Disc 2 takes the listener from The Ultimate Sin through Down to Earth in similar fashion as Disc 1. The first three tracks are songs that originally appeared on The Ultimate Sin, however each one is a live version only shown on The Ultimate Ozzy video. This is more like it. These tracks do not appear on other recorded albums. Also, Ozzy rarely performs tracks from this album live anymore, which is a shame because there was some killer material on the album. Four of the five songs off of No More Tears are demo versions that can only be found on The No More Tears Demo Sessions. This is an extremely rare demo collection and again is a nice touch, although most of the songs do not sound much different than the eventual recorded output, some of the arrangements are slightly different. "Won't Be Coming Home" is the most unusual track from this set as it eventually became "S.I.N.". "Perry Mason" appeared on the first Ozzfest collection, then we have some more rare recordings of other songs from live albums and a couple of unreleased demo versions. Obviously the way to get people to invest their money into buying a box set like this is to offer them something different, something they may not already own. The second disc does a much better job of doing that than the first disc.
Disc 3 features a lot of the collaborations and various artist compilations and this is where Ozzy sacrifices a lot of metal credibility with some of these match-ups. The first two tracks appeared on the Nativity in Black tribute albums to Black Sabbath and feature Ozzy with Therapy? and Primus respectively covering classic Sabbath tracks. These are fairly faithful versions of the original songs and are not offensive. Ozzy then covers "Purple Haze" which he promptly butchers. After that we get his collaboration with Type O Negative which is an okay but not overly impressive track off of the Howard Stern movie. I would have liked to hear more of a duet with Peter Steele, but whatever. Then the whole thing goes to hell for a few songs. I'm not sure which genius decided it was a good idea to put collaborations with Was (Not Was), Miss Piggy, Crystal Method, 'Ol Dirty Bastard, DMX, the Wu Tang Clan, and Dweezil Zappa, but he should lose his job promptly. The Was (Not Was) track is particularly awful as it features Ozzy attempting to rap. Apparently Ozzy will do anything for a buck, including sell out his credibility to appear with artists he has no business working with. "Psycho Man", one of the original songs on the Black Sabbath Reunion album almost makes the disc listenable and the collaborations with Infectious Grooves and Lemmy are decent but forgettable.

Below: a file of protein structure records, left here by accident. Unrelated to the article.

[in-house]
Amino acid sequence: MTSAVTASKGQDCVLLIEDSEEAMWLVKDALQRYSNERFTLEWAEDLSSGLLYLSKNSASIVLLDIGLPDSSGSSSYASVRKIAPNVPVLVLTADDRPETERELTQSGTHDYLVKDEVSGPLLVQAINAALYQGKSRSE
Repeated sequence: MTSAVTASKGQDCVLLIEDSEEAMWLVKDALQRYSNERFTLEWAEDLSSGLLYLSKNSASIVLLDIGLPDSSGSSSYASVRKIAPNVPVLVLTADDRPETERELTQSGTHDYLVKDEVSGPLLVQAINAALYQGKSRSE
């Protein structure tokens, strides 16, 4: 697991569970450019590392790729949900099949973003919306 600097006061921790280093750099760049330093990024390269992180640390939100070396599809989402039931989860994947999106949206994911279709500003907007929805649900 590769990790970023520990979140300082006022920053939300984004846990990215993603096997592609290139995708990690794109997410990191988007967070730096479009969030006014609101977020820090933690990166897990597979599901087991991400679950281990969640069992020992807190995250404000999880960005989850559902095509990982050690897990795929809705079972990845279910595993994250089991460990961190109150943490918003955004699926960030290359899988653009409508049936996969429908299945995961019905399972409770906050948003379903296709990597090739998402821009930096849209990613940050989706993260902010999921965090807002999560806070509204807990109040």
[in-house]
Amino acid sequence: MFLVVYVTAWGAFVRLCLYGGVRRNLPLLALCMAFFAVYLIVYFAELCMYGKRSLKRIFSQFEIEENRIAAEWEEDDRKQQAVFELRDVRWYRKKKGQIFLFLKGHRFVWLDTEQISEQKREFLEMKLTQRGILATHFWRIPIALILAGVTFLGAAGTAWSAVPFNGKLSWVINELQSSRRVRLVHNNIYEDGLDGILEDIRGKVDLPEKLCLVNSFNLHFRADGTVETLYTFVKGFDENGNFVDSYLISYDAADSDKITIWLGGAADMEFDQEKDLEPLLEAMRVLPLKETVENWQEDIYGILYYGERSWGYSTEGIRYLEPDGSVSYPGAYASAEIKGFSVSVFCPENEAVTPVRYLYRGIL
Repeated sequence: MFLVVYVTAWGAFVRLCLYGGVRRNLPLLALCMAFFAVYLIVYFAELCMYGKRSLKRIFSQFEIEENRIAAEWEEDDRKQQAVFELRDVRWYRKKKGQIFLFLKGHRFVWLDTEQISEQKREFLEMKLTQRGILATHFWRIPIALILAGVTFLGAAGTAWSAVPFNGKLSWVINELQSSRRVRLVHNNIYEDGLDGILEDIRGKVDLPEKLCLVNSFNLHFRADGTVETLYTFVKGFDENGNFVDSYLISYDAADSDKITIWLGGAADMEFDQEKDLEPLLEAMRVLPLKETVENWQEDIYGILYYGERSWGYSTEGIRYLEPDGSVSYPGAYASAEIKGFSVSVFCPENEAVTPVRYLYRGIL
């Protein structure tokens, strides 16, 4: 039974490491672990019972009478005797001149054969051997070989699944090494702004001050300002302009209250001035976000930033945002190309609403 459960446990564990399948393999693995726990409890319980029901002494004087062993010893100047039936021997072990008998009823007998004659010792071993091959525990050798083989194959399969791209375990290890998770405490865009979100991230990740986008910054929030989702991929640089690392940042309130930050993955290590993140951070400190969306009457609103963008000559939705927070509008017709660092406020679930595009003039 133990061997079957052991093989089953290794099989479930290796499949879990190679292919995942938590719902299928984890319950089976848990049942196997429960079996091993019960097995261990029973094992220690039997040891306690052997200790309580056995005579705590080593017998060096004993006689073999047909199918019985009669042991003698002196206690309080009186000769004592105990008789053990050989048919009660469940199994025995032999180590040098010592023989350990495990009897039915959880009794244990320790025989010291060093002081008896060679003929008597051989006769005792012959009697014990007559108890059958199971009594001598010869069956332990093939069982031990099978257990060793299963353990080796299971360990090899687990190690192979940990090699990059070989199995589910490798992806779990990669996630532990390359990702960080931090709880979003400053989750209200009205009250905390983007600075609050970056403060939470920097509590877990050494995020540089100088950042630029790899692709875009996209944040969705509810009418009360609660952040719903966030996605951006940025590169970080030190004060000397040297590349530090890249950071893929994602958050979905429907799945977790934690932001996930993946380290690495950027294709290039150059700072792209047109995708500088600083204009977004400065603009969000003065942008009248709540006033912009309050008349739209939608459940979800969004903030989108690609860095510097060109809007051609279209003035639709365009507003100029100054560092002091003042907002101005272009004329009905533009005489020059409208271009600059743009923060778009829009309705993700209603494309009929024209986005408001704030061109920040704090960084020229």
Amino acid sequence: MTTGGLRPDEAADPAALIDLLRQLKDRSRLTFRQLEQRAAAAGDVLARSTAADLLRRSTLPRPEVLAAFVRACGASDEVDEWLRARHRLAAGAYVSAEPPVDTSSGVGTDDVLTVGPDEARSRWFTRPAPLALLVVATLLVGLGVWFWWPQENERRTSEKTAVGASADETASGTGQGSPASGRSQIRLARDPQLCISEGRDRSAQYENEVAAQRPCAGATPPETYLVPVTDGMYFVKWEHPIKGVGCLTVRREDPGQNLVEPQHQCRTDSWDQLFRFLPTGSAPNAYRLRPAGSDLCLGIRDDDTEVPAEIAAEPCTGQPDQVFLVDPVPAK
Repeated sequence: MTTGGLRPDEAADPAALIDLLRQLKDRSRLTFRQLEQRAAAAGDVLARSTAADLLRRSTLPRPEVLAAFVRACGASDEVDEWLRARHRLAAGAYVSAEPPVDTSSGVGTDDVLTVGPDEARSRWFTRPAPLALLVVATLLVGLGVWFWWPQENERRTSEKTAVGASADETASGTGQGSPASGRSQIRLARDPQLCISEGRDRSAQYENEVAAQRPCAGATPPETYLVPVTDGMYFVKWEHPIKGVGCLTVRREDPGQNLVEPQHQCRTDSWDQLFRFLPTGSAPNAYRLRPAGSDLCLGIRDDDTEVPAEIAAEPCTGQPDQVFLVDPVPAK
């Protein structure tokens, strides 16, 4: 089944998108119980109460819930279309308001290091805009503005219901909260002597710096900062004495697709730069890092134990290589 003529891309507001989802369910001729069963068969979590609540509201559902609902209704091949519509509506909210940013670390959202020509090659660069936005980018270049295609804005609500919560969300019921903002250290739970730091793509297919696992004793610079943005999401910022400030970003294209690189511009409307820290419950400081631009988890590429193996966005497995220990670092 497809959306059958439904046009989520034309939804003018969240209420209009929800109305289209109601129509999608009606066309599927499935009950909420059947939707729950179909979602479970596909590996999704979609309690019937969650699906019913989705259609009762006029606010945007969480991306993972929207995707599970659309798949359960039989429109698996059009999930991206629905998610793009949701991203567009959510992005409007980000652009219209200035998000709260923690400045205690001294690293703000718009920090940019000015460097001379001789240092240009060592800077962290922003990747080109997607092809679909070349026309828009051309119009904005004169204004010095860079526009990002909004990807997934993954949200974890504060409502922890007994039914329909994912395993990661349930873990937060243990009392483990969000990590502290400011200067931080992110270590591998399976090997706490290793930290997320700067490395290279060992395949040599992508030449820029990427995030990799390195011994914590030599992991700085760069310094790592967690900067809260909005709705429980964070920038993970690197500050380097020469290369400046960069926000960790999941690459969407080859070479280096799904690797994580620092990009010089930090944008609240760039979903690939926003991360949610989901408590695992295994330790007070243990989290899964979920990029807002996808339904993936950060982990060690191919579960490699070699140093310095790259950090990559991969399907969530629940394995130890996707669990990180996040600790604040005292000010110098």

Disc 4 was originally the whole reason to buy the box set as most of these were previously unreleased covers. However, they were all released on the Under Cover album which came out later in the year making their desirability limited. This is interesting though to hear some of the songs that influenced Ozzy. I have often wondered what he listened to, although I did know he listened to The Beatles a lot. This disc gave me a better understanding of where Ozzy came from. I do not know the original songs well enough to comment on how good a job Ozzy did with them so I will save that.
The most interesting aspect of this box set is the packaging. There was a lot of time spent in collecting together photos of Ozzy live and in photo shoots covering his entire solo career. Also Ozzy gives some brief insight into each of the songs at the beginning of the booklet. It's funny to see him mention being too wasted to remember what happened in several spots.
Altogether, this is obviously a cash grab. Ozzy is making money off of this box set featuring tracks released multiple times. The few rarities really do not make the box set worth the money. If one already owns all of the albums, then this collection is not a great buy, it is only for the hardcore completist or someone who does not already own everything.
As soon as I heard Ozzy was releasing a box set I could only think of one thing, Cashing in on his mainstream fame. I was for the most part right. This box set does feature some gems including live songs with Randy that always sound great (even though there are already versions of them on Tribute) and some interesting demos from the later albums but for the most part this album is full of throwaways and stuff most Ozzy fans already have.
For the most part I’m not gonna describe the music because most Ozzy fans know the songs especially the stuff on the first 2 discs: